Northern Indiana is home to nearly 20,000 Amish, a culture that remains true to centuries-old traditions even as the world around them changes at break-neck speed. Modern technology – including television and electricity – are noticeably absent from Amish homes. The Amish “connect” in a different way – through engaging conversation, straightforward business transactions and a solid grounding in faith and family-based values.
We suggest you take a cue from them slow your pace, unplug and recharge.
3 Day Experience - A Window into a Unique World: Amish Life along the Heritage Trail
DAY ONE (Nappanee)
Take to the road and explore Nappanee’s Countryside Shops (Pick up a free map at the Nappanee Center, 302 W Market). It’s an interesting mix of rural businesses – many are Amish-owned and some are (way) off the beaten path. Miller’s Variety Store (8920 N SR 19) is packed with fun finds, fresh pies and other delectable baked goods are made on site at the newly expanded Rentown Store (1530 Third Road), and loose leaf teas and tea making supplies line the shelves at Teapot & More at Coppes Commons (401 E Market).
The Amish are known for their woodworking skills.
The Schmucker brothers at Homestyle Furniture (1359 W Market) specialize in hand-crafted furniture while Mint City Millwork (3013 Birch Rd, Bremen) specializes in tall case and mantle clocks. Henry Chupp’s hand-carved walking sticks are works of art. See his hand-hewn creations at Chuppville Carving (11726 N 1000 W).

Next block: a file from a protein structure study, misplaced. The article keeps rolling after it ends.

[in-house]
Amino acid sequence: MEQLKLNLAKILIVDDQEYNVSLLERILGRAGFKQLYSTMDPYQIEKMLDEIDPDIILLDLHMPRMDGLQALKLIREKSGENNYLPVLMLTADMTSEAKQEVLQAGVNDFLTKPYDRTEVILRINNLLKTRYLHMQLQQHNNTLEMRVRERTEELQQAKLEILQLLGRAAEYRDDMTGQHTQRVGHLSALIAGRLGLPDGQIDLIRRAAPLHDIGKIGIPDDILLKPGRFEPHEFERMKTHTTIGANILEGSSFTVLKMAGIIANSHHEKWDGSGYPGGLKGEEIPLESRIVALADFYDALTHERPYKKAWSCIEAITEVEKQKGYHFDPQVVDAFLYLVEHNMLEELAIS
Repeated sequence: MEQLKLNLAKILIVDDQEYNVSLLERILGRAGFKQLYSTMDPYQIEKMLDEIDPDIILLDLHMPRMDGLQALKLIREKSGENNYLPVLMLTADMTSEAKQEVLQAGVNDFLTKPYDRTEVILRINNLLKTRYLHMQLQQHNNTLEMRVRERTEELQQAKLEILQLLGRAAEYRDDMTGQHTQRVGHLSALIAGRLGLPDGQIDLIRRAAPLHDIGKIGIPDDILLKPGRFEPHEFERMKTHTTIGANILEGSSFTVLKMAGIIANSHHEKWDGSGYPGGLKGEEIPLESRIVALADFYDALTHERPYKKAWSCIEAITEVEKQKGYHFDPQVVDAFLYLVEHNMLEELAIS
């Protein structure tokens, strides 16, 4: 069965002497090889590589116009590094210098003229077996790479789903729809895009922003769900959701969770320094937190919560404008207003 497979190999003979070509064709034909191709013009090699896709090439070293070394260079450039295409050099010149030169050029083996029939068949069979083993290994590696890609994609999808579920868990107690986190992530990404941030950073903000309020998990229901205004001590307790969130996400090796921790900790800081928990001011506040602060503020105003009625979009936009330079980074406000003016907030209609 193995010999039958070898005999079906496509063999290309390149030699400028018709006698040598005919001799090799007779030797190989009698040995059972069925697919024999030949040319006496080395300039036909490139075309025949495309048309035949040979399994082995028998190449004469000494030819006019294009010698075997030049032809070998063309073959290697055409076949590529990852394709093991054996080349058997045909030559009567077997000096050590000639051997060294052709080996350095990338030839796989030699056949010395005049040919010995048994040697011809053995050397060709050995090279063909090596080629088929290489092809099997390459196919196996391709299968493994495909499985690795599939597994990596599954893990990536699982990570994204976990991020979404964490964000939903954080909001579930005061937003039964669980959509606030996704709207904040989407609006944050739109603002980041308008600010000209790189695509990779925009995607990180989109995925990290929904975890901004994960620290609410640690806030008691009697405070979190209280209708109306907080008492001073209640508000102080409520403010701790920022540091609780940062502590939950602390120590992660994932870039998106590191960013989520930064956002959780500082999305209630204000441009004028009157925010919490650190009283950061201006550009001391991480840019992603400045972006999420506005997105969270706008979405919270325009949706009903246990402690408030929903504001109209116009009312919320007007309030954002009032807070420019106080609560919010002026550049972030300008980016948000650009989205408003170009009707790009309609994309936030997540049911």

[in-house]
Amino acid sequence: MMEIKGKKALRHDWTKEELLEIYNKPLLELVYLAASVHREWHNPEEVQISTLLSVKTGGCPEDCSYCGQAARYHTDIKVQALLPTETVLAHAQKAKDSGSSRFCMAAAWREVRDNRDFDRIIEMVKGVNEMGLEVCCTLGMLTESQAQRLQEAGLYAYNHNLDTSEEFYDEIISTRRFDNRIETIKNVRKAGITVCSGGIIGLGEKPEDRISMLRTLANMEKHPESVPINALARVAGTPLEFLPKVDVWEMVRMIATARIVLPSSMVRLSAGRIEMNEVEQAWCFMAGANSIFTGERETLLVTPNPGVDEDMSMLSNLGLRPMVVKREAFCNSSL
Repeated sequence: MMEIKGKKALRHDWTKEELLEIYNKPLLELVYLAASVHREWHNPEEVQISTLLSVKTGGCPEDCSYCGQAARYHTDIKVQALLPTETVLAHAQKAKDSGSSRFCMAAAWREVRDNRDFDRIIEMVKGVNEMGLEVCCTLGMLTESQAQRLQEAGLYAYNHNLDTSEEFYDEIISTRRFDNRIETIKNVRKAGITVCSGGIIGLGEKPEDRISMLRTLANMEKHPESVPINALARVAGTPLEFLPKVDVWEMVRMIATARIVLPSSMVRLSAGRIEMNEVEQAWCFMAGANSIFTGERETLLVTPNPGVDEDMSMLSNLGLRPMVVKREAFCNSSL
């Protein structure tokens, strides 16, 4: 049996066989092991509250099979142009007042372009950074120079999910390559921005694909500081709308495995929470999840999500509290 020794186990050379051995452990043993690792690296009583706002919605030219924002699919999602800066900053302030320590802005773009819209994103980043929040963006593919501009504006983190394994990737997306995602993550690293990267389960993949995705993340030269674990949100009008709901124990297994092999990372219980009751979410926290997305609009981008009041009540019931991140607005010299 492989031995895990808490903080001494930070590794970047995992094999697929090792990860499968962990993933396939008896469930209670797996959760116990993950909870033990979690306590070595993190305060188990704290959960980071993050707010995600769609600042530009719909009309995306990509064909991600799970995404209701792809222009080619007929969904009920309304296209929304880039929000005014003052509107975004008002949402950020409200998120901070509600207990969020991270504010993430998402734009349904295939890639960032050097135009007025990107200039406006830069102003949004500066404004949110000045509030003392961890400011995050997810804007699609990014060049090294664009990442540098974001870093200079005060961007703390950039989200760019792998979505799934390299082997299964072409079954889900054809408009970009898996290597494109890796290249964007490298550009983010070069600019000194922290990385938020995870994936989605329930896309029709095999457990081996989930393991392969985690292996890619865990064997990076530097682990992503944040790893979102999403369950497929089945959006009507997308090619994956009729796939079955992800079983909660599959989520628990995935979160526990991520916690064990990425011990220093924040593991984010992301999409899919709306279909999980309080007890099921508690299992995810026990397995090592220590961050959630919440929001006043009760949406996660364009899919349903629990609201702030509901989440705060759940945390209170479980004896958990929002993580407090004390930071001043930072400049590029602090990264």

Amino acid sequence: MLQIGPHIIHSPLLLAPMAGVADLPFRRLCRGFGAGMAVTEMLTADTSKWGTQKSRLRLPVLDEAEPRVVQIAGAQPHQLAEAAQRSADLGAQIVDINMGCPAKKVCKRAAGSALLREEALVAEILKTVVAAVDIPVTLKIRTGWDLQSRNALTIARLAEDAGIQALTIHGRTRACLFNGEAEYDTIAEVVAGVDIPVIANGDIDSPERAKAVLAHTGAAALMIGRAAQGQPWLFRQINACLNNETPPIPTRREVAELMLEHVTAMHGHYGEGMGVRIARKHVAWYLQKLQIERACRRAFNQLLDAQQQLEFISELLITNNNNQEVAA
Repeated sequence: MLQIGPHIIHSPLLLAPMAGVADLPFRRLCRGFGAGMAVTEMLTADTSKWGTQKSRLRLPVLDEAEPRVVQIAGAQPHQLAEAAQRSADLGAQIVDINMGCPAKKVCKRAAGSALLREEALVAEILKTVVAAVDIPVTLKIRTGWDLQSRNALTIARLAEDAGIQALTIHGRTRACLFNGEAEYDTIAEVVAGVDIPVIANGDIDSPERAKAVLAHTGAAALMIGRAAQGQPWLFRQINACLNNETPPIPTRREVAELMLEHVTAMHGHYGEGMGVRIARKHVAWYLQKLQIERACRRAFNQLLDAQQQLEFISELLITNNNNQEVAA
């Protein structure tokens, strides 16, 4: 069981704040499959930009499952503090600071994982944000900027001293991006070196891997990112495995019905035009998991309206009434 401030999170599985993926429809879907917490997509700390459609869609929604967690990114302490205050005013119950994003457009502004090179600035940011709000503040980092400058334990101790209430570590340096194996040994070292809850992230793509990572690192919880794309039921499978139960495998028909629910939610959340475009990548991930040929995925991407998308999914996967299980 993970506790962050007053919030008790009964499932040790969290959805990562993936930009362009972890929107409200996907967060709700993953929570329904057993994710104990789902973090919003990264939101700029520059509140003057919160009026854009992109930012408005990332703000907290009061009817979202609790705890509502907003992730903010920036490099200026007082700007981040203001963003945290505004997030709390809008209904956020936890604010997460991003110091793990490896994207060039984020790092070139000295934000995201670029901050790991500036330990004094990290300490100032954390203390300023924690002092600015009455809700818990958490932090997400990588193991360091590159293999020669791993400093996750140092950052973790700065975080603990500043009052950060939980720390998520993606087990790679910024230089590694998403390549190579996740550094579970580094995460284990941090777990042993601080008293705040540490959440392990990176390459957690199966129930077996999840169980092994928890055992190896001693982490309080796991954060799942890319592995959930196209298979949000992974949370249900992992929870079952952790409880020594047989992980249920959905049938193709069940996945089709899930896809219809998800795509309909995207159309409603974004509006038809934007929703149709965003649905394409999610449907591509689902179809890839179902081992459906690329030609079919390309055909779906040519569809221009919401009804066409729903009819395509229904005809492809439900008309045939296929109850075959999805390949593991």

>> Need to know ... Buggies and bicycles are the main modes of transport for the Amish. You’ll see plenty of the former along backroads
DAY TWO (Middlebury en route to Shipshewana)
Amish hands and skillfully blended basics create some of the best baked goods we’ve ever tasted. Try the supersized cinnamon rolls at Country Lane Bakery (1/4 mile off US 20 on CR 43). The tiny, gas-lit shop is surrounded by rolling fields and grazing horses. Back in town, shop where the Amish shop, head to Gohn Brothers (105 S Main) for plain clothing made by and sold to Amish residents and have a leisurely lunch at the nearby Village Inn (107 S Main) where you’ll find lively conversation and dishes commonly found on Amish tables.
No trip to Middlebury is complete without a stop at Das Dutchman Essenhaus (240 U.S. 20) home to Indiana’s largest restaurant, serving over 30 varieties of pie. After a satisfying meal, stroll through the campus grounds with five unique Village Shops, take a carriage ride, or play mini-golf.
The roads that connect Middlebury and Shipshewana are lined with Amish farms and businesses. Start at Dutch Country Market (11401 County Road 16) for the house-made noodles. You might even see members of the Lehman family making them. Lyle Helmuth, owner of B&L Woodcrafts (10045 W 250 N) can help you choose that perfect pair of Adirondack chairs just right for relaxing in the backyard. The cheeses at Heritage Ridge Creamery (11275 W 250 N) are made with milk sourced from Amish farms.